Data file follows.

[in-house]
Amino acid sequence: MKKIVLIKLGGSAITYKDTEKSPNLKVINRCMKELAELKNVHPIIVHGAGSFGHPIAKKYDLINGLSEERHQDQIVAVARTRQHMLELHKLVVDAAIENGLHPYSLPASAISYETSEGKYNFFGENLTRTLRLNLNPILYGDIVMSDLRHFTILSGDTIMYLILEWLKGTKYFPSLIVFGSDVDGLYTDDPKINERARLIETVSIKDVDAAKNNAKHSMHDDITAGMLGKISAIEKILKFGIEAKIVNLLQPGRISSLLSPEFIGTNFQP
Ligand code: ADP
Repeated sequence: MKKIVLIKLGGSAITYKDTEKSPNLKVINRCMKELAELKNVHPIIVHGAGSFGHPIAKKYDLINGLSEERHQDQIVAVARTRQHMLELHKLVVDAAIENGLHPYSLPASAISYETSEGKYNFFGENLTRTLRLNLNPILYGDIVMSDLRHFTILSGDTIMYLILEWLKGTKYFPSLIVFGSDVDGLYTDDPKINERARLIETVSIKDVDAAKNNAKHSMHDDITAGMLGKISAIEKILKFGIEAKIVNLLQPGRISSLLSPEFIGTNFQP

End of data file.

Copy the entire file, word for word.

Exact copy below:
[in-house]
Amino acid sequence: MKKIVLIKLGGSAITYKDTEKSPNLKVINRCMKELAELKNVHPIIVHGAGSFGHPIAKKYDLINGLSEERHQDQIVAVARTRQHMLELHKLVVDAAIENGLHPYSLPASAISYETSEGKYNFFGENLTRTLRLNLNPILYGDIVMSDLRHFTILSGDTIMYLILEWLKGTKYFPSLIVFGSDVDGLYTDDPKINERARLIETVSIKDVDAAKNNAKHSMHDDITAGMLGKISAIEKILKFGIEAKIVNLLQPGRISSLLSPEFIGTNFQP
Ligand code: ADP
Repeated sequence: MKKIVLIKLGGSAITYKDTEKSPNLKVINRCMKELAELKNVHPIIVHGAGSFGHPIAKKYDLINGLSEERHQDQIVAVARTRQHMLELHKLVVDAAIENGLHPYSLPASAISYETSEGKYNFFGENLTRTLRLNLNPILYGDIVMSDLRHFTILSGDTIMYLILEWLKGTKYFPSLIVFGSDVDGLYTDDPKINERARLIETVSIKDVDAAKNNAKHSMHDDITAGMLGKISAIEKILKFGIEAKIVNLLQPGRISSLLSPEFIGTNFQP